"Now, 2 miles from the mountain's base, an Arizona developer has scraped the prairie and poured foundation for a new 22,500-square-foot biker bar, a 150,000-square-foot asphalt parking lot, a sprawling biker campground and an amphitheater with space for more than 30,000 people and a stage 'constructed to meet the specifications of the biggest music acts known to mankind,' according to his website. Just to the south, a Sturgis developer is seeking a full liquor license for another biker bar, campground and concert complex."
Tribe members and locals have formed an alliance to convince the developer to move the project, seeking a 5-mile barrier between the planned entertainment complex and the park and sacred butte. But the Arizona developer pushing the project has already secured a beer license for his 600-acre development and has every intention of using it. The sacred land, a meditation site of famed tribal leader Crazy Horse, is in impending danger of being blasted with the sounds of motorcycles and concerts, if only for a couple weeks per year.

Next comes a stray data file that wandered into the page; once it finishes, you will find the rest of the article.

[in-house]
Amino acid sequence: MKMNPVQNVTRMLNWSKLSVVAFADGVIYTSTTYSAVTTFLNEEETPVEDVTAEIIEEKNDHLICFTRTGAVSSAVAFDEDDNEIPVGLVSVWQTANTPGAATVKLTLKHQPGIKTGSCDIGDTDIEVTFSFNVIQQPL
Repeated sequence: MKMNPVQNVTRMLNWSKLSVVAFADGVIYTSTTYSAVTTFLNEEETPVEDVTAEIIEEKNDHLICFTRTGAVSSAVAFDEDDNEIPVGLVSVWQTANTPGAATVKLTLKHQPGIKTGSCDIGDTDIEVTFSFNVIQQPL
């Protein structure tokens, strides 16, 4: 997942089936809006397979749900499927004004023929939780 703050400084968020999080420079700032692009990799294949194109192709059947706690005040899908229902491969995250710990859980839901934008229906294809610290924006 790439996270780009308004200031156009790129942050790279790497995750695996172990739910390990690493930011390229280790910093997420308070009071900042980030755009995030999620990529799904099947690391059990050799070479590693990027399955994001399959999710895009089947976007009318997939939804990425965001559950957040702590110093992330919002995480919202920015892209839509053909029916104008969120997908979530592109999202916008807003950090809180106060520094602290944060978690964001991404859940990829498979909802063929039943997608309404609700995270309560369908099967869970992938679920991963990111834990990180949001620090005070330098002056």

"'We were very respectful,' tribe member Jay Red Hawk said. 'We told him it wasn't just a native issue, but a community issue. Nobody wants to stop the rally, but we don't want it coming out here.'"
"Some white ranchers have joined with the Indians, as they did four years ago to stop construction of a firing range near the butte."
"'It takes all of us, people from all walks of life, to defend this land,' Red Hawk said."